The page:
How are House and Senate candidates’ war-chests faring this election cycle? The animations below show who has been pulling further ahead, and who has been closing fund-raising gaps as the races mature.
Itemized contributions, which are reported to the FEC along with the date the contributions were made, have allowed us to reconstruct a detailed accounting of the funds available to candidates over time. Beginning with the first quarter of 2011, we looked at all itemized contributions made to candidates in competitive races (rated by Cook as Likely, Lean or Toss up within the last month) reported to the FEC up through the end of the second quarter of this year (the most recent filing deadline). This does not include Independent Expenditures supporting or opposing candidates by outside groups, nor “dark money” expenditures from 501 (c) organizations like Crossroads GPS.
These animations show the evolving status of the funding landscape in competitive Senate and House races through the second quarter of 2012. The Democratic funding advantage is displayed on the y-axis; bars with positive values indicate that the Democratic candidate leads in fund-raising, while a negative value indicates that the Republican candidate leads. Races are colored according to the party which previously held the senate seat, either as an incumbent running in this cycle or a retiring senator.
Money in Senate races over time:
The time series animation above highlights a few trends. The first is that the party that currently controls the seat tends to lead in funding. This is unsurprising, given incumbents’ inherent fund-raising advantages. North Dakota and Hawaii are interesting exceptions to this. (Races can be highlighted by clicking their check-box on the right of the graph.) A partial explanation is that both races are for open seats. So current democratic candidates do not benefit from true incumbency advantages in fund-raising potential.
Another notable pattern we see is that challengers who join the race later tend to fund-raise faster than the incumbent once they join the race. Massachusetts is a particularly strong example of this effect, where Democratic challenger Elizabeth Warren got into the race comparatively late, but once she did, she caught up with incumbent Senator Scott Brown (R) quickly. This also occurred somewhat in Virginia, Hawaii, Ohio and Nebraska.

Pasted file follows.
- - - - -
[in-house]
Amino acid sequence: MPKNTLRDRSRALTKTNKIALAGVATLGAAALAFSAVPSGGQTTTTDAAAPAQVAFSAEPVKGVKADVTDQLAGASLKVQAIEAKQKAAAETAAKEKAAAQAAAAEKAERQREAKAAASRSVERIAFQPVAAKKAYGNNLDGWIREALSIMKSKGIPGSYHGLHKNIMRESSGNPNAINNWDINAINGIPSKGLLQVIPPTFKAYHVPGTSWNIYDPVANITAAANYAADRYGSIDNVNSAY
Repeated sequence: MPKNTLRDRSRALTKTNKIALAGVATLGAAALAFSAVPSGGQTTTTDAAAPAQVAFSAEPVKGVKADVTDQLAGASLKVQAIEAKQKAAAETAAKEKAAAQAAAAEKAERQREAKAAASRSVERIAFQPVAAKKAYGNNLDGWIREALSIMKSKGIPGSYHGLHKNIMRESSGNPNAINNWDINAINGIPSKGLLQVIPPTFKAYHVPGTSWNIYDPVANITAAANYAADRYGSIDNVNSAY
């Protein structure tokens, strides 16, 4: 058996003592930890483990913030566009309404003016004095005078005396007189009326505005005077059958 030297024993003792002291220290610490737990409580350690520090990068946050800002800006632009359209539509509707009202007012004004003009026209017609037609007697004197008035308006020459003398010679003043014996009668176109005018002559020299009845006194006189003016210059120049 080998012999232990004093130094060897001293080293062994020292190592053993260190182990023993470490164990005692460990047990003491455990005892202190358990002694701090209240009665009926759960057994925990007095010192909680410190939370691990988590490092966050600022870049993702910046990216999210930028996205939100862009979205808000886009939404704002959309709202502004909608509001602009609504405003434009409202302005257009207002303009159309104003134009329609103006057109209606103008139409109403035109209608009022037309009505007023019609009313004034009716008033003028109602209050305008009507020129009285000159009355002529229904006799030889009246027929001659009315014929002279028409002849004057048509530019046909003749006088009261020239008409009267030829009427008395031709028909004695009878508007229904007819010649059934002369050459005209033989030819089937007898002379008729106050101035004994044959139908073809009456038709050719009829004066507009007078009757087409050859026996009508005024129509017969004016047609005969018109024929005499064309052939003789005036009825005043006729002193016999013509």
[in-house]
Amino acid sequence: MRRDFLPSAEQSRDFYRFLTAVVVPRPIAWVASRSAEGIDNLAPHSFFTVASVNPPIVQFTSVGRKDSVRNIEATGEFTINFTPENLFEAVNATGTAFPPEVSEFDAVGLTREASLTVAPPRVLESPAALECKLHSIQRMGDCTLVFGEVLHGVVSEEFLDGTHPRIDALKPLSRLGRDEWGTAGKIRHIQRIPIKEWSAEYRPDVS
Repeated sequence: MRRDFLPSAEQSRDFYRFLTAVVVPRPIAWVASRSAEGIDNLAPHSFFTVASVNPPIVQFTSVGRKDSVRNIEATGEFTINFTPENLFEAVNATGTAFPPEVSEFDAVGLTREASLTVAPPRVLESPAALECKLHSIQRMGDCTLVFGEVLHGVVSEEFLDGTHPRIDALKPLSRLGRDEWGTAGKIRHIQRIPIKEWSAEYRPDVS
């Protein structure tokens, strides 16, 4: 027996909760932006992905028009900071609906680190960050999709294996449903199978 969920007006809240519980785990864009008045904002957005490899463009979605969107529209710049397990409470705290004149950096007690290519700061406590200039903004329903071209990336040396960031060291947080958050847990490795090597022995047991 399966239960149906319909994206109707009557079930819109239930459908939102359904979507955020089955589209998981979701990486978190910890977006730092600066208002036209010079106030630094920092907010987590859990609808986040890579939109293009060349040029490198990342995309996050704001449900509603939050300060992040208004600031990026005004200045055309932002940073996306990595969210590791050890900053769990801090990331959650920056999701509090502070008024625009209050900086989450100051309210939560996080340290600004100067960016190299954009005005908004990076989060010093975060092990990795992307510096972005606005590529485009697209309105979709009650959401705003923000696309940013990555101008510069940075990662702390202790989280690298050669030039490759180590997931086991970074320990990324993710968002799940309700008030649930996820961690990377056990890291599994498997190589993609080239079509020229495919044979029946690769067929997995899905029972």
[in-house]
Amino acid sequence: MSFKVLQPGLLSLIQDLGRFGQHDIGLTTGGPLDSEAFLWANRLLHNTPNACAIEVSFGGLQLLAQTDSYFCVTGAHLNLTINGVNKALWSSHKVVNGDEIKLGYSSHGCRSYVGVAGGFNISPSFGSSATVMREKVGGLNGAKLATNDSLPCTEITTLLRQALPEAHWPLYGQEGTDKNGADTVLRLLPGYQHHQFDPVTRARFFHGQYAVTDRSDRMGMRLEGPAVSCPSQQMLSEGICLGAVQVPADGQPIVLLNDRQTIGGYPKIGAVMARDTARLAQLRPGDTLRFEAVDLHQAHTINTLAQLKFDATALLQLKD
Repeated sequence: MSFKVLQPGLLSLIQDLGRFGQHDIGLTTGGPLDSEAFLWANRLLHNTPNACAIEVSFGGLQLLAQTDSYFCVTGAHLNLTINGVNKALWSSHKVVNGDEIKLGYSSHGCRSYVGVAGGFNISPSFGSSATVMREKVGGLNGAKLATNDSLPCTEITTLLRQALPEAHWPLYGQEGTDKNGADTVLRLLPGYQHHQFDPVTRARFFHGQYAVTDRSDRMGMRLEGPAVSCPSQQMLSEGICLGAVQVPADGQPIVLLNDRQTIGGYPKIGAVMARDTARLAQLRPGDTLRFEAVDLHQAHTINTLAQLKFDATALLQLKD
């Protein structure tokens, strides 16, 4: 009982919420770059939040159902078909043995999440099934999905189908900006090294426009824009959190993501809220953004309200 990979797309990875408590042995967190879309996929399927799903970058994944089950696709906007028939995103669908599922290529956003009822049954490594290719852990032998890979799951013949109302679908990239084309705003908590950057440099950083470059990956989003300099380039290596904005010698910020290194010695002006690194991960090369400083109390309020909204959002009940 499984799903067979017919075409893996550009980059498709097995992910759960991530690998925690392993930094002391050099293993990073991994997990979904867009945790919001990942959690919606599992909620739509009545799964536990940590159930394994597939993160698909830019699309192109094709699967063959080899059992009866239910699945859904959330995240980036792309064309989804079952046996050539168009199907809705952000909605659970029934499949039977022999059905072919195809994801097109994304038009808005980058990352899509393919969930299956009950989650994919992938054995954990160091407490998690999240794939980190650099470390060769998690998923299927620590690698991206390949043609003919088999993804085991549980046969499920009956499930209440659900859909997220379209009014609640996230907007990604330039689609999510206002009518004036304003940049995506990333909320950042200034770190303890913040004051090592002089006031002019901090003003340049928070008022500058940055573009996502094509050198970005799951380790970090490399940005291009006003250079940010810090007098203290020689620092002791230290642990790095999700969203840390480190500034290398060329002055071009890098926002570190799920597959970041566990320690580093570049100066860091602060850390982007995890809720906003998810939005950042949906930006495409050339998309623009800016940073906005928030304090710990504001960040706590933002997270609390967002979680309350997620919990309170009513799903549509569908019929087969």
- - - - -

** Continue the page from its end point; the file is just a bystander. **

Below is a similar time-series chart for competitive House races. This graphic also displays the Democratic funding advantage in each race, based on itemized contributions reported to the FEC through the second quarter of 2012. Once again color of the bar indicates which party controlled the seat in the prior Congress. New seats created by redistricting in which neither party has historical control are denoted by green.
Money in House races over time:
The major trend visible above is that in House races, funding gaps between parties seem to grow over time. Once again, candidates trying to hold a seat (e.g. a democrat running in a district in which the seat was controlled by the democratic party in the last cycle) tend to do better in terms of fund-raising than candidates trying to flip a seat.
This effect is not determinative in all cases, however. In in the AR-04, AZ-01, CA-09, CA-47, IN-02, MD-06, NC-13, and the OK-02 candidates challenging for a seat previously held by the opposing party are out performing the candidate from the incumbent party.
We also see a “rebound effect” similar to what was observed in the Senate races, in which money comes in faster later on to overcome initial leads in some of the races. The FL-22, IL-08, MA-06, NC-08, and the NV-03 are all interesting to watch in this regard.
As these races continue and more data is available, graphics of this kind will become increasingly informative. Ultimately we will be able to pair this time-series funding data with time-series polling. This will provide a window into how changes in funding advantages and changes in polling leads are correlated.